Scientists Get Ready for Polar Bears and Other Arctic Hazards

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Survey team are put through their paces in final training for life on the frozen Arctic Ocean

Walking through a storm during final training for the Catlin Arctic Survey

The Catlin Arctic Survey’s scientists will work from a seasonal Ice Base created on floating sea ice on the edge of the Arctic Ocean

An international team of scientists today began their most intensive polar training to prepare for the Arctic hazards they may face on the 10-week Catlin Arctic Survey.

Caption: Walking through a storm during final training for the Catlin Arctic Survey(Martin Hartley/Catlin Arctic Survey)

Frostbite, hypothermia, dehydration, treacherous ice conditions, hazardous weather and visits from inquisitive polar bears are all potential risks the scientists and support crew must be trained to handle.

The Survey is a unique collaboration between explorers and research scientists to gather data in the inhospitable conditions of an Arctic winter. The Catlin Arctic Survey’s scientists will work from a seasonal Ice Base created on floating sea ice on the edge of the Arctic Ocean in Canada, while a team of explorers will make two expeditions over the frozen Arctic wilderness.

Head of Operations for the Catlin Arctic Survey, Chip Cunliffe said: “The safety of our teams on the ice is of the utmost importance during the Catlin Arctic Survey. That’s why all our scientists, explorers and staff have assembled in Resolute Bay, Canada, for rigorous training. Experienced polar guides will teach the team, particularly the scientists new to living in Arctic conditions 24/7, how to cope and survive in this harsh, unforgiving environment.”

The Catlin Arctic Survey ‘Ice Base’ – a tented facility with mess, communications, research and sleeping facilities – will be constructed off the western coast of Ellef Ringnes Island. While the facility will be established on solid sea ice, scientists will travel to sampling sites further afield from the main camp. For this reason, understanding ice dynamics and recognising changes to ice conditions is an important part of polar training.

“Scientists are taught to identify changes to ice colour and stability: white ice is the safest colour and can be expected to be 6-12 inches thick – enough to walk or ski over. Gray ice is young ice between 4-6 inches thick and while it should support the weight of a person, it is best avoided. Black ice is newly formed, weak, thin ice and should always be avoided,” said Ice Base Guide Carolyn Bailey, who is helping to prepare the scientists for life at the Ice Base.

The most well known Arctic animal, the polar bear, is also a hazard to anyone within the Arctic Circle. While an encounter with a polar bear is unlikely, it remains a possibility, so the Ice Base team is running through a polar bear drill. Bear bangers (loud, bright flares), personal attack alarms and a trip-wire fence around the camp are all measures to frighten away a local visitor. By far the team’s best deterrent is a husky dog which will bark a warning if a bear approaches.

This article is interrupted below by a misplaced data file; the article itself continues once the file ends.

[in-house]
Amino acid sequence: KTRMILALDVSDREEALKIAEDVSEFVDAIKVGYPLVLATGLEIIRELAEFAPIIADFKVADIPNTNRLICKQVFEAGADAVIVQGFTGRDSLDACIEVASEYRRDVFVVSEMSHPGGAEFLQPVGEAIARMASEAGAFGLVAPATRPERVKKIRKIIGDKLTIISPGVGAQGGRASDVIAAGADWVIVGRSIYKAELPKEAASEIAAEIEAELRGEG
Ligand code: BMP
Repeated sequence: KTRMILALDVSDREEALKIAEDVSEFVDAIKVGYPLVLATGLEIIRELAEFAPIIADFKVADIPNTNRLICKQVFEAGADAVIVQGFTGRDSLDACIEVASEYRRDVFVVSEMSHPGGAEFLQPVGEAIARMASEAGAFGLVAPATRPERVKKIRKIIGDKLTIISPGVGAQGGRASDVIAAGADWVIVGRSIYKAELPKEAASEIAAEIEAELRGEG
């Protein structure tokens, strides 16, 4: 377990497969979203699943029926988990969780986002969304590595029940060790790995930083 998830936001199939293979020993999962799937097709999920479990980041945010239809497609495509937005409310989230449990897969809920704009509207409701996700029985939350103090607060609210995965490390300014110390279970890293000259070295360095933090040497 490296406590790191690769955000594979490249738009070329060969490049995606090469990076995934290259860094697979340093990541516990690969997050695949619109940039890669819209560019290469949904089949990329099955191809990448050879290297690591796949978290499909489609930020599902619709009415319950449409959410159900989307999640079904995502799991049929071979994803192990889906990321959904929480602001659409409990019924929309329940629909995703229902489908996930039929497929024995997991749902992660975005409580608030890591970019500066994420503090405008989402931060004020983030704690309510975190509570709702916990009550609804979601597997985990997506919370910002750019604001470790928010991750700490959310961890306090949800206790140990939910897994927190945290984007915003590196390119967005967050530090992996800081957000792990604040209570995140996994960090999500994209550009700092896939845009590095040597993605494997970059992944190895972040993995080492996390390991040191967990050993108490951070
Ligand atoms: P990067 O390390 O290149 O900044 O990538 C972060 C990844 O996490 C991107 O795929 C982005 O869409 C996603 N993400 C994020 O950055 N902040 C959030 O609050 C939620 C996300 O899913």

Travelling to the Ice Base is scientist Dr. Helen Findlay, of Plymouth Marine Laboratory: “Part of my preparations will also be checking that my science kit works in these extreme conditions. I’ll need to adapt the way that I work to a system feasible for a small, heated but still very cold tent in the middle of the Arctic.”

Ice Base Manager Simon Garrod and Field Operations Manager Ian Wesley will begin building the Ice Base on 10 March when they're dropped onto the floating sea ice with all the materials needed to build a temporary research station from scratch.

ENDS

More information is available at http://www.catlinarcticsurvey.com – This includes profiles of all explorers, scientists and support crew on the expedition

MEDIA CONTACTS:
Media Office
Tel: +44 (0) 203 170 8089

During out of normal office hours contact: Rod Macrae on +44 (0) 781 402 9819 –
Email: rod(at)catlinarcticsurvey(dot)com

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NOTES TO EDITORS

  •     This will be the second year an Ice Base is established as part of the Catlin Arctic Survey expedition.
  •     The base is expected to be established at broadly the same coordinates as the 2010 Catlin Arctic Survey Ice Base: 78°45’N 103°30’W.
  •     Scientists from the UK, US and Canada will gather data at the Ice Base on the increased amount of fresh water in the Arctic and the thermohaline circulation. For a second year they will undertake research into ocean acidification.
  •     The academic institutions participating in the Catlin Arctic Survey 2011 include Plymouth Marine Laboratory; University of British Columbia, Old Dominion University; Institute of Ocean Sciences (Fisheries and Oceans Canada) and the University of Exeter.

ABOUT CATLIN GROUP LIMITED

Catlin Group Limited is the title sponsor of the Catlin Arctic Survey for the third consecutive year. Catlin is an international specialty insurer and reinsurer. Catlin operates six underwriting hubs – London/UK, Bermuda, US, Asia-Pacific, Europe and Canada – allowing it to provide innovative risk transfer solutions to clients and their brokers worldwide. Catlin is proud to sponsor scientific research to increase our knowledge about the impact of climate change and other changes to the environment.

More information is available at http://www.catlinarcticsurvey.com

MEDIA CONTACTS:
Media Office
Tel: +44 (0) 203 170 8089

Out of normal office hours contact: Rod Macrae on +44 (0) 781 402 9819 –
Email: rod(at)catlinarcticsurvey(dot)com

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Rod Macrae
Catlin Arctic Survey
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